But we don’t have that. We haven’t had that kind of freedom in the U.S. since before the Great Depression, and it’s a shame. In places where you have free banking – like Hong Kong and Switzerland – you have much better economies. You have much better per capita GDP growth, more wealth and more freedom.
The lesson of the Cyprus bank levy is that you can’t have a system in which depositors face no risk. If there is no risk, there is no incentive in the economy for making wise capital-allocation decisions. Therefore, the economy will become stagnant, and there will be no growth or wealth created.
Think about it this way: What if the government were to guarantee the dividend payments from every Fortune 500 company? So no matter how bad the product development was, no matter how bad the marketing was, no matter how many people were employed who shouldn’t be, the government would always guarantee the dividend payments.
There would be no reason for management to do a good job or make wise decisions.
Ask yourself: Where would the economy be if the government guaranteed everything?
The economy would be in the toilet very quickly. For an economy to function properly, there has to be a risk of loss. For an economy to grow, you need consequences for failure, just as you need positive incentives for success. Today, we live in this incredibly phony world where there is no punishment for failure (for either depositors or bankers). It’s insane.
So how do we right this ship? Unfortunately, you’d have to go back to the beginning and not guarantee deposits.
Look at the U.S. banking system. Look how much capital is deposited in U.S. banks versus the actual reserves at these banks.
Bank of America, for example, holds $1.1 trillion in deposits. Against that, it holds $457 billion in liquid assets – a $643 billion shortfall. Withdrawal requests are instantaneous. It would take the bank much longer to actually sell those assets in order to meet withdrawals. And should that situation occur, the value of the assets it’s liquidating would be impaired.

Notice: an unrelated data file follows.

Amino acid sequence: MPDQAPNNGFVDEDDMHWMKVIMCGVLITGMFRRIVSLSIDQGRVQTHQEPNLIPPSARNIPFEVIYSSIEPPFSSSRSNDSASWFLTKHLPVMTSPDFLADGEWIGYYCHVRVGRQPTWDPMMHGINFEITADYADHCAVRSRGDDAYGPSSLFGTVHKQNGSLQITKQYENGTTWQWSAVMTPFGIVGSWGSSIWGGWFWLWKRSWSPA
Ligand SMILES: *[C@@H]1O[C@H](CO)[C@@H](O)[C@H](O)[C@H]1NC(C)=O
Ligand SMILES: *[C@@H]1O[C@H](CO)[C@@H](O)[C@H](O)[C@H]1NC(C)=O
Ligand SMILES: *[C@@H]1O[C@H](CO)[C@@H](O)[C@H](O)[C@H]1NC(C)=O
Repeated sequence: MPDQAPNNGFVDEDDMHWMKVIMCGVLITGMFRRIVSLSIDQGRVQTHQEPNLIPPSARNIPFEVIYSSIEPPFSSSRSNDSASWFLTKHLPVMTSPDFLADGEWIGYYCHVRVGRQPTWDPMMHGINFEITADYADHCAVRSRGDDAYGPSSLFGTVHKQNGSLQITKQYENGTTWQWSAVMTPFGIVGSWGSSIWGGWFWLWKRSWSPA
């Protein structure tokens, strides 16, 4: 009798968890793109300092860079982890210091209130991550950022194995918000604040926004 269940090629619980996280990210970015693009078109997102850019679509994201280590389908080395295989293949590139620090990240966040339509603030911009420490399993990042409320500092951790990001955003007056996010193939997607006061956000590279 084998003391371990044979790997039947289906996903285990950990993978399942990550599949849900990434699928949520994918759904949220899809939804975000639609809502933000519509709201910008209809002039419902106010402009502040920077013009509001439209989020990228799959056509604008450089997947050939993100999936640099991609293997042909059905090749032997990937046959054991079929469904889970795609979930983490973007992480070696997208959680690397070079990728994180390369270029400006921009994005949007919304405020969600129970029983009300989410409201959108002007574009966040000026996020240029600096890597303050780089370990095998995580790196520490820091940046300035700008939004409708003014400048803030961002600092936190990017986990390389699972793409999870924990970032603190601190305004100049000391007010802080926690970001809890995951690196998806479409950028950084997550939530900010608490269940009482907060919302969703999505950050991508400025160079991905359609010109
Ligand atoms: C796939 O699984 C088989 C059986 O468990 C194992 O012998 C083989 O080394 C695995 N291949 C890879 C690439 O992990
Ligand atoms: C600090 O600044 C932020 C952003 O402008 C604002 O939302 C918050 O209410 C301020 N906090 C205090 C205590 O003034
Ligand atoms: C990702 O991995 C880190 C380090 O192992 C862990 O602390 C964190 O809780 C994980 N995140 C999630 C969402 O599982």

The Federal Deposit Insurance Corporation is the entity responsible for insuring bank deposits. But it doesn’t have any money. The whole thing is a mirage. The power of the printing press is the only thing standing behind this insurance.
If you were actually going to insure that capital, banks would need vast reserves. No insurance companies are big enough to insure the U.S. banking system’s deposits. There’s nowhere to put all the money. But this is a sign of fractional reserve banking and the paper-money system we have today.
This is what leads to inflation. It’s the cause of business cycles. And it’s what will inevitably lead to some kind of collapse.
Do I think the issues in Cyprus are the beginning of the collapse? No, it’s just part of the process. The collapse began in 2007 with the demise of the subprime mortgage market. That led to the collapse of the prime mortgage market in 2008, which led to the collapse of Lehman Brothers and Bear Stearns.
If it weren’t for the government printing press, we would have seen a global run on the dollar and a collapse of the global banking system. We’re still suffering the consequences of these things today. So I don’t know exactly where we are in terms of the timeline – maybe the sixth or seventh inning.
But when this process ends, we’ll see a total flight from the U.S. dollar, because the dollar underlies the entire banking system (whether in Cyprus or the U.S., all reserves are in dollars). Eventually, people will flee the dollar system as a whole.